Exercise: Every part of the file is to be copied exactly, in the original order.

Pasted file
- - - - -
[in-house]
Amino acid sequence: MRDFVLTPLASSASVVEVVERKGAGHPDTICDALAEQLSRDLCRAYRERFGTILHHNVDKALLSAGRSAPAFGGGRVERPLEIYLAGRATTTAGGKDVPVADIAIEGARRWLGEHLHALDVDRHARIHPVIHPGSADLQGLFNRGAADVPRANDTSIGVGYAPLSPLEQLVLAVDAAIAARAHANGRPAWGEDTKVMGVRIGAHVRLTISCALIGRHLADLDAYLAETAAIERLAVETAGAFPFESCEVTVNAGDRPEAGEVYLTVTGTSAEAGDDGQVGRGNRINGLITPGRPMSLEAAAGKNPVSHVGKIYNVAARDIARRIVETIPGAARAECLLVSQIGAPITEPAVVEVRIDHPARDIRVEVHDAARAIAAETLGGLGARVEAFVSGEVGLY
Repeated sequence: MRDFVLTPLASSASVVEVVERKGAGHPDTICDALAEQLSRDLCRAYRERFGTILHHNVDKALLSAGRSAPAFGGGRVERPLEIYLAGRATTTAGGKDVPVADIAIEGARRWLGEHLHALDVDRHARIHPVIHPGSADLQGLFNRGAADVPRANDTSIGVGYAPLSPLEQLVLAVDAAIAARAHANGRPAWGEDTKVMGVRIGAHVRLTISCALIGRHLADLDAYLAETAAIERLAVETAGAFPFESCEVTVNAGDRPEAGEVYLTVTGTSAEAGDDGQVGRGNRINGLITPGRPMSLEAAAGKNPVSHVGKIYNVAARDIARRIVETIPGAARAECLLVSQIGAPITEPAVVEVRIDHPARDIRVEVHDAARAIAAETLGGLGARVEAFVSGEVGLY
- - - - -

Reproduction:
[in-house]
Amino acid sequence: MRDFVLTPLASSASVVEVVERKGAGHPDTICDALAEQLSRDLCRAYRERFGTILHHNVDKALLSAGRSAPAFGGGRVERPLEIYLAGRATTTAGGKDVPVADIAIEGARRWLGEHLHALDVDRHARIHPVIHPGSADLQGLFNRGAADVPRANDTSIGVGYAPLSPLEQLVLAVDAAIAARAHANGRPAWGEDTKVMGVRIGAHVRLTISCALIGRHLADLDAYLAETAAIERLAVETAGAFPFESCEVTVNAGDRPEAGEVYLTVTGTSAEAGDDGQVGRGNRINGLITPGRPMSLEAAAGKNPVSHVGKIYNVAARDIARRIVETIPGAARAECLLVSQIGAPITEPAVVEVRIDHPARDIRVEVHDAARAIAAETLGGLGARVEAFVSGEVGLY
Repeated sequence: MRDFVLTPLASSASVVEVVERKGAGHPDTICDALAEQLSRDLCRAYRERFGTILHHNVDKALLSAGRSAPAFGGGRVERPLEIYLAGRATTTAGGKDVPVADIAIEGARRWLGEHLHALDVDRHARIHPVIHPGSADLQGLFNRGAADVPRANDTSIGVGYAPLSPLEQLVLAVDAAIAARAHANGRPAWGEDTKVMGVRIGAHVRLTISCALIGRHLADLDAYLAETAAIERLAVETAGAFPFESCEVTVNAGDRPEAGEVYLTVTGTSAEAGDDGQVGRGNRINGLITPGRPMSLEAAAGKNPVSHVGKIYNVAARDIARRIVETIPGAARAECLLVSQIGAPITEPAVVEVRIDHPARDIRVEVHDAARAIAAETLGGLGARVEAFVSGEVGLY